Average Annual Estimated CO2 Emissions Worldwide (Tons): 23.4 billion (1999); 29.9 billion (2007).  United States: 5.97 billion (1999); 6.01 billion (2007).  China: 2.91 billion (1999); 6.28 billion (2007).  Europe: 4.42 billion (1999); 4.69 billion (2007).  So, while pretty much everywhere else has stayed static, China’s emissions have gone wild and it’s surpassed the U.S. as the top carbon emitter.  This trend will surely continue into the next decade, along with the upward trend in China’s oil consumption. 

Average U.S. Vehicle Gasoline Consumption in Miles per Gallon: 27.5 (1999); 27.5 (2009).  This figure was probably the most shocking to me.  I thought we’d at least made some advances here in the past 10 years!  Simply pathetic, and this number needs to be far different by the time we hit 2020. 

States that Have Legalized Medical Marijuana: 5 (1999); 13 (2009).  Number of States that Permit Same-Sex Marriage: 0 (1999); 6 (2009).  Any guesses on where these two numbers will be in 2020? 

I’d also recommend looking at the military numbers.  Interesting to see how our troops have become less educated, how we’ve shifted troops out of Germany and Korea, and how China and Russia’s military spending has skyrocketed.  Finally, here’s to an increasingly safe next decade!  Number of Trojan Condoms Shipped in the United States: 340.992 million (1999); 552.672 million (2009).


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Guess the State: Drunk 4-Year-Old Steals Christmas Presents

Posted by demkid on December 20, 2009

If you said Tennessee, you’re a winner

A 4-year-old boy, beer in hand, is accused of stealing Christmas presents from his neighbors. It’s a strange story, but also a sad one. 

April Wright is 21 years old and is going through a divorce with her husband who is in jail.  She says she is not sure how her 4-year-old managed to get out of the house, open a beer, and steal the neighbors presents from under their tree.  Now she’s just glad he’s okay and says she won’t let it happen again.

The child, Hayden Wright, was found around 1:45 am Tuesday, wandering the streets of his neighborhood.  In a police reports, officers said he was wearing a little girl’s dress and drinking a beer. The police report says the child had to be taken to the hospital to be treated for alcohol consumption.

If only I had a crystal ball to see where young Hayden will be in 15 years.  In jail like his father for burglary, drug possession, and DUI?  Like his mother, looking 20 years older than his actual age and with a kid of his own?  Maybe he’ll continue with the cross-dressing, escape from Chattanooga, and wind up in West Hollywood.  One can only hope!

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Strangest CL Posting So Far

Posted by brightcoast on December 17, 2009

Daniel Kowan was a research associate at Clinton, Struck and Moss, a firm representing defendants in product liability cases. Clinton, Struck and Moss is based in The City. OK, not The City. San Jose.

Clinton, Struck and Moss has its offices in a 1920s mission style home near the Rose Garden. The old house, and its lawns and gardens, are nice enough. Parking is a pain in the ass, it’s hard for clients to find, and there’s nothing decent to eat in the neighborhood.

Daniel provides support to the firm’s attorneys defending corporations against claims of negligence in product design, manufacturing and packaging. Daniel, a self-identified liberal and champion of the common man, isn’t particularly conflicted by this. In fact, he takes a secret satisfaction representing “the enemy.” He enjoys the irony of being a double agent. When his university classmates were looking for internships in environmental law, intellectual property, and entertainment law, Daniel sought out firms that represented tobacco and oil companies.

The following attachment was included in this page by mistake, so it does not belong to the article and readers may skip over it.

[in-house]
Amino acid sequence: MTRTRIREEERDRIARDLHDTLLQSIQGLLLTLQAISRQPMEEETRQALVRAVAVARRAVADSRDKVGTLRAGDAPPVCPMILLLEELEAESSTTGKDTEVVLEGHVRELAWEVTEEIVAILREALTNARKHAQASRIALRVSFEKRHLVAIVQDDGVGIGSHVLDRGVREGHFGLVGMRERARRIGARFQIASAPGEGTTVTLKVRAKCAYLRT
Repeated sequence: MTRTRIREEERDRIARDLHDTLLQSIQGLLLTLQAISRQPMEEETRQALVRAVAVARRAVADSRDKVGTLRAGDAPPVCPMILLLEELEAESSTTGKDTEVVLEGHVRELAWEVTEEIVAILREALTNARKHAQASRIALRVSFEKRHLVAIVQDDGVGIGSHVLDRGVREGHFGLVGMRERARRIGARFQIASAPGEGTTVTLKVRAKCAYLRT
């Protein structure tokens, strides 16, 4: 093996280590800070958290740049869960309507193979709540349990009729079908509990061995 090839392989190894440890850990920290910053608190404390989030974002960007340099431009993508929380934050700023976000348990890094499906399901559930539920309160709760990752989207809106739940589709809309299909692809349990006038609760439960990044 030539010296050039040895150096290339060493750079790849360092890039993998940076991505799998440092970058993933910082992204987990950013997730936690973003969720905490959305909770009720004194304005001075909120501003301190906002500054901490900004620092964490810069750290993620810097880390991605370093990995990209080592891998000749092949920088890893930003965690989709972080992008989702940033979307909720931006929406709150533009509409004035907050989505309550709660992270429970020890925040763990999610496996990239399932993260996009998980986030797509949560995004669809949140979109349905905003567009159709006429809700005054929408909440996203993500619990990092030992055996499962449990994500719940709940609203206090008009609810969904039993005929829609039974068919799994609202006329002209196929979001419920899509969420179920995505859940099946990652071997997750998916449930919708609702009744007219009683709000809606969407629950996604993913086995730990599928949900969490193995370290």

Just last month, Daniel had been recognized for his work on a case in which a client had been accused of manufacturing an electric stapler with a tendency to spring open on its own and fire off a few dozen rounds of staples into the air when positioned at a certain angle. Daniel had found prior cases in other industries in which defendants were able to secure a dismissal by claiming users of dangerous devices have a safety obligation of their own, and manufacturers alone can not be expected to anticipate all the scenarios under which such a device might be used. Further, no deaths had occurred, and only three people received serious eye injuries, even though the company had shipped several hundred thousand staplers, which was well below acceptable rates for workplace injuries.

Daniel wasn’t thinking about electric staplers. He was thinking about the 19-year-old Goth chick behind the counter at ShittyMart. The name of the store was actually CityMart, which Daniel found too cosmopolitan, and he was fond of inventing his own names for things anyway.

He had a thing for Goth chicks. Had she given him more than a courtesy smile this morning as he stopped for breakfast? He was certain she was interested at some level. Most days he wore a suit to work, which he reasoned might be a barrier, her with her black jeans and t-shirt. He hadn’t said anything to her this morning, other than “thank you,” nor had he any other morning for nearly a year. Perhaps tomorrow would be the day he came up with something clever to say, though probably not.

The clock on the wall indicated something like 3:39. It was analog, making it nearly useless for displaying the precise time. Daniel decided he would leave at 4:42, the displacement in cubic inches of a certain classic Olds engine. He believed that certain numbers brought with them good fortune.

Daniel looked at the clock on his computer, and at 4:40, he shut it down. He gathered his things, and walked slowly to the door, looking at the time on his phone, making sure to walk out at exactly 4:42.


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Lawschool prospects are AWESOME

Posted by brightcoast on December 14, 2009

Having some technical difficulties, I also recommend carol pt. 4 & the versatility of a law degree. (HT: TPB) It just keeps getting better & better.

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More Law Raps

Posted by brightcoast on December 9, 2009

very close to my heart and just in time for finals studying distractions. (Hat tip TPB)